The economic crisis has hit the world’s biggest yachting market – the United States – particularly hard, resulting in a large number of bankruptcy claims and restructuring efforts. Some major manufacturers have literally fallen off the charts, while others have had to axe some of their brands and models. Despite an improvement in Canadian sales figures last year, there continue to be a lot of big changes. Here’s a list of the brands that sunk in 2013.

Sea-Doo opts out of jet boat market
Much like the high-performance market, the jet boat segment has been hit the hardest in recent years. Several factors, including the steadily increasing price of models and their high fuel consumption, have caused buyers to shy away from jet boats. This prompted BRP – which had been making a wide range of models since 1994 – to halt production of all its jet boats and put all of its energy into its line of personal watercraft instead. In an even more surprising move, Sea Ray has returned to the jet boat market with the introduction of the 2013 210 Jet. We’re left scratching our heads over that one!

Bayliner ceases production of cruisers
Brunswick Boat Group has been struggling with major restructuring for the past few years. For 2013, they announced that the company was pulling the plug on its Bayliner cruisers. In all, this move slashes eight models from the catalogue. The manufacturer plans to focus on small models instead, while staying the course with its primary mission: offering high-value entry-level boats. This decision leaves the market to Sea Ray, Brunswick’s top brand for cruisers.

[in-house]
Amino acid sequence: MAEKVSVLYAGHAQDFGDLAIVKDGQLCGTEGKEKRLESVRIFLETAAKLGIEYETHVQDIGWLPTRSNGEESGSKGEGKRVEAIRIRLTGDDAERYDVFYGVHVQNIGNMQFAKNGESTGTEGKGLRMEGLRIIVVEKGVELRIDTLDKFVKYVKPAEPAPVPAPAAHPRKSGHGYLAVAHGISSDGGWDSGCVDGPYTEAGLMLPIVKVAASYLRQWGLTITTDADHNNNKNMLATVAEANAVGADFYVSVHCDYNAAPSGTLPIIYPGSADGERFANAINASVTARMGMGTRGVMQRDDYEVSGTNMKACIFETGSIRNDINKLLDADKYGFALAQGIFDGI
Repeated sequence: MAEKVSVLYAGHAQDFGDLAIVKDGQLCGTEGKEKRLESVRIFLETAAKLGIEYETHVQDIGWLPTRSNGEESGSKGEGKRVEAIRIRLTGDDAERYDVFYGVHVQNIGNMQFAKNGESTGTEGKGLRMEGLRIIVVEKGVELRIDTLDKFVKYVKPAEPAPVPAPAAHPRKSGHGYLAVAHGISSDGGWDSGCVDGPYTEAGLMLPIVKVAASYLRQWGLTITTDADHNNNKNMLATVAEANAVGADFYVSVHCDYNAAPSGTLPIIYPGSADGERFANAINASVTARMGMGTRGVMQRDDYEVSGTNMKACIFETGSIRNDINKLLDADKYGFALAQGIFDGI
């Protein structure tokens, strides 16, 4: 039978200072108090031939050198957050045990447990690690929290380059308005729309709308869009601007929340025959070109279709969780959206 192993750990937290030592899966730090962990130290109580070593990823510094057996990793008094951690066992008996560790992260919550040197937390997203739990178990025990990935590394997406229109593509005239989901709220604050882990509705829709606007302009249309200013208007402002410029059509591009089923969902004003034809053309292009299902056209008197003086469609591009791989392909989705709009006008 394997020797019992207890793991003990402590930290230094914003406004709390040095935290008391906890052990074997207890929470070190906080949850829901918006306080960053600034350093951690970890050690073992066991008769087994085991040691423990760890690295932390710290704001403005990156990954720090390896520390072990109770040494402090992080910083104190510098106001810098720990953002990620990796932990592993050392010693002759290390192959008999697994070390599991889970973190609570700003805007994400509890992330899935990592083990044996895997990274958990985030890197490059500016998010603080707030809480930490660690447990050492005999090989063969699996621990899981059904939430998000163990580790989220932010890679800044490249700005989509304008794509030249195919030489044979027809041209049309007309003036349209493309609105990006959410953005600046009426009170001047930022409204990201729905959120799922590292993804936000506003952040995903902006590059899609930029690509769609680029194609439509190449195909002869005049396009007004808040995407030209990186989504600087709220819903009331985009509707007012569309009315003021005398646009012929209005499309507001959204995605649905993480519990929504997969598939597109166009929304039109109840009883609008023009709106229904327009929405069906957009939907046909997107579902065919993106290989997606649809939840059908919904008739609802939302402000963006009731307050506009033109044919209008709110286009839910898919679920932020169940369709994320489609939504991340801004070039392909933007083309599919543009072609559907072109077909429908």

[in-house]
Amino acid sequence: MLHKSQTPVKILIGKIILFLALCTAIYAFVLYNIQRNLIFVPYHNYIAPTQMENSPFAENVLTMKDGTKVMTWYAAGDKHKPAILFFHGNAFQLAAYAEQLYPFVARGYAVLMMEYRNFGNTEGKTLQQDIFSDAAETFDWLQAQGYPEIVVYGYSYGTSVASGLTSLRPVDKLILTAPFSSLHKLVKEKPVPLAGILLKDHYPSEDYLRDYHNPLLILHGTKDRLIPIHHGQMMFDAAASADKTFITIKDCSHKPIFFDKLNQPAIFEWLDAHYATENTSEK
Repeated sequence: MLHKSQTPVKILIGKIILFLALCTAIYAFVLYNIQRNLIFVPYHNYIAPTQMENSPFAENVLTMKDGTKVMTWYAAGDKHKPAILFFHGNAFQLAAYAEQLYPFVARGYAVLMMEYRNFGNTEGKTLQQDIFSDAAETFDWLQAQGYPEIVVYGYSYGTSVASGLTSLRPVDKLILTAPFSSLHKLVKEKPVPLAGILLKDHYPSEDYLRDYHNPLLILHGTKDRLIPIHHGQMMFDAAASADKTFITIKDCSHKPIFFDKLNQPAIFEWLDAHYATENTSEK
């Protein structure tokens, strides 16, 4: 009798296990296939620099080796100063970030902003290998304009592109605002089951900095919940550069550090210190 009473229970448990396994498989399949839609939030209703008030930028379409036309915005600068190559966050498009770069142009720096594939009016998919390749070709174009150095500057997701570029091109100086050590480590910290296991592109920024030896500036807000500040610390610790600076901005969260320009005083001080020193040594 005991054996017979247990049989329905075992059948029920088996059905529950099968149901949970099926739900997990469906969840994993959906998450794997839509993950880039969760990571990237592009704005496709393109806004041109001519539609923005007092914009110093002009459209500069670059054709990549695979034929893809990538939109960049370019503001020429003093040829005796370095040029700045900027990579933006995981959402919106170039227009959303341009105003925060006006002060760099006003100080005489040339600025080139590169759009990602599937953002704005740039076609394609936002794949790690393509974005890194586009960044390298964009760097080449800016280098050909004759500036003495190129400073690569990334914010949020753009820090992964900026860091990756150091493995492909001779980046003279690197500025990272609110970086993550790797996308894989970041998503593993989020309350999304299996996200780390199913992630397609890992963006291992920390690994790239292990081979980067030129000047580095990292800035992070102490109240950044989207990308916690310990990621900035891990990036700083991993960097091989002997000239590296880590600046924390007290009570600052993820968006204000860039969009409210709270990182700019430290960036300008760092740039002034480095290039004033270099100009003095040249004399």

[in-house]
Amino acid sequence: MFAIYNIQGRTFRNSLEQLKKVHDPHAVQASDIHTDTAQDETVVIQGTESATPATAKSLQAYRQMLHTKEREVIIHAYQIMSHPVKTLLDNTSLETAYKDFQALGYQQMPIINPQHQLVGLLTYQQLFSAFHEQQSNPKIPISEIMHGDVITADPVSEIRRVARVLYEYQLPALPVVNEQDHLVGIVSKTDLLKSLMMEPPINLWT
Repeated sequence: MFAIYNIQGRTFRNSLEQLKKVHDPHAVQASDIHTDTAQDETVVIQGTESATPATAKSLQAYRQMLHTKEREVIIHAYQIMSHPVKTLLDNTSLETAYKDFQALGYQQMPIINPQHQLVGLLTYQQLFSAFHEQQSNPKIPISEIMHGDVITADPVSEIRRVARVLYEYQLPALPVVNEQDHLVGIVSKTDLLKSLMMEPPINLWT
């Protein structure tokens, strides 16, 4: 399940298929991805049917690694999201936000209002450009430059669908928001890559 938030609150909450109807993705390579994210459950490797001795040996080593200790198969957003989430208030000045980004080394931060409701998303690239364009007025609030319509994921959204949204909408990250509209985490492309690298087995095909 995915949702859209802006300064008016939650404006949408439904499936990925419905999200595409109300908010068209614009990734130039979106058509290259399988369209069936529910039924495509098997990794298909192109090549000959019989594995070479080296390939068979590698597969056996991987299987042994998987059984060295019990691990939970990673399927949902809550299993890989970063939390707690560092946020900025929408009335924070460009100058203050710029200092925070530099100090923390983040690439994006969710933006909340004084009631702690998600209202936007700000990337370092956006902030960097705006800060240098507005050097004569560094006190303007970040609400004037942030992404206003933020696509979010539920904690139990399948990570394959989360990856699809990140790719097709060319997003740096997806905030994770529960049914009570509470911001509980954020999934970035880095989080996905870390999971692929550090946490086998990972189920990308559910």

Mainship now under Marlow Yachts

Trawler lovers will be saddened to hear that the Trawler brand has been sold. Marlow Yachts, which also recently acquired Hunter sailboats, has bought Mainship. The company plans to jumpstart production by adding a few models built at the Marlow Yachts assembly plant in Florida.  For 2013, there will be just one model on offer, the M32 Pilot House. The manufacturer plans to increase the line to four models within two years.

Doral closes up shop
The darling of Quebec’s nautical industry took a real beating during the 2007 recession. Previously, the company benefitted from a favourable exchange rate to rival foreign companies for sales within Canada. But with the rise of the Canadian dollar, this advantage plummeted, and Doral was bought by one of its largest dealerships a few years ago. After several attempts to revive the company, the manufacturer found itself again applying for bankruptcy protection last year. There is no indication that production will resume. That’s too bad, because we’ve rarely come across owners who were disappointed in Doral products.